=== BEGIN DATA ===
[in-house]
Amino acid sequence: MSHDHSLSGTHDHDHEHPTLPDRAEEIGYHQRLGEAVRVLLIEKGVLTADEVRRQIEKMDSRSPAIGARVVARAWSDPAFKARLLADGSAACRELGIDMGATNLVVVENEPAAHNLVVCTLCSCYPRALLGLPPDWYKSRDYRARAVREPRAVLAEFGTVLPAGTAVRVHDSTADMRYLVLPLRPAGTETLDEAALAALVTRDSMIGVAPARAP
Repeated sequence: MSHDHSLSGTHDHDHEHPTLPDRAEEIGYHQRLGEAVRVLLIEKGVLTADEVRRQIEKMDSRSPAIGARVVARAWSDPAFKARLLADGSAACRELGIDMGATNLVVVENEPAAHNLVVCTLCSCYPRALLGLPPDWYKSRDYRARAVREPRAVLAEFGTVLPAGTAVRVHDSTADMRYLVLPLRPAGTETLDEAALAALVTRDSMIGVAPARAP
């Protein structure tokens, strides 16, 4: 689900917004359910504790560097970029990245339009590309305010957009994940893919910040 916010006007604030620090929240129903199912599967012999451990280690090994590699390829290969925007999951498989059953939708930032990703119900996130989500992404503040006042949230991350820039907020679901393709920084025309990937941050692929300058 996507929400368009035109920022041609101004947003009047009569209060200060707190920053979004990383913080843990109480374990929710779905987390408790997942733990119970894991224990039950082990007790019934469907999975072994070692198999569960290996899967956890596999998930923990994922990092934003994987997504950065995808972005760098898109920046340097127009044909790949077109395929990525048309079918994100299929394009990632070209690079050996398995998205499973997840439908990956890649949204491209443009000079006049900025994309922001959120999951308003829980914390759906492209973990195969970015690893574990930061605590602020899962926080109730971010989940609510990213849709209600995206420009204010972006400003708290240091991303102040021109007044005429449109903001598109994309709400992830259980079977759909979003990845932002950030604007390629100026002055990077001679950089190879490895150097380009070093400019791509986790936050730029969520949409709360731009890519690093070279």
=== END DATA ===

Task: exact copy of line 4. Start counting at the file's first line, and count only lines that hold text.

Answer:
């Protein structure tokens, strides 16, 4: 689900917004359910504790560097970029990245339009590309305010957009994940893919910040 916010006007604030620090929240129903199912599967012999451990280690090994590699390829290969925007999951498989059953939708930032990703119900996130989500992404503040006042949230991350820039907020679901393709920084025309990937941050692929300058 996507929400368009035109920022041609101004947003009047009569209060200060707190920053979004990383913080843990109480374990929710779905987390408790997942733990119970894991224990039950082990007790019934469907999975072994070692198999569960290996899967956890596999998930923990994922990092934003994987997504950065995808972005760098898109920046340097127009044909790949077109395929990525048309079918994100299929394009990632070209690079050996398995998205499973997840439908990956890649949204491209443009000079006049900025994309922001959120999951308003829980914390759906492209973990195969970015690893574990930061605590602020899962926080109730971010989940609510990213849709209600995206420009204010972006400003708290240091991303102040021109007044005429449109903001598109994309709400992830259980079977759909979003990845932002950030604007390629100026002055990077001679950089190879490895150097380009070093400019791509986790936050730029969520949409709360731009890519690093070279």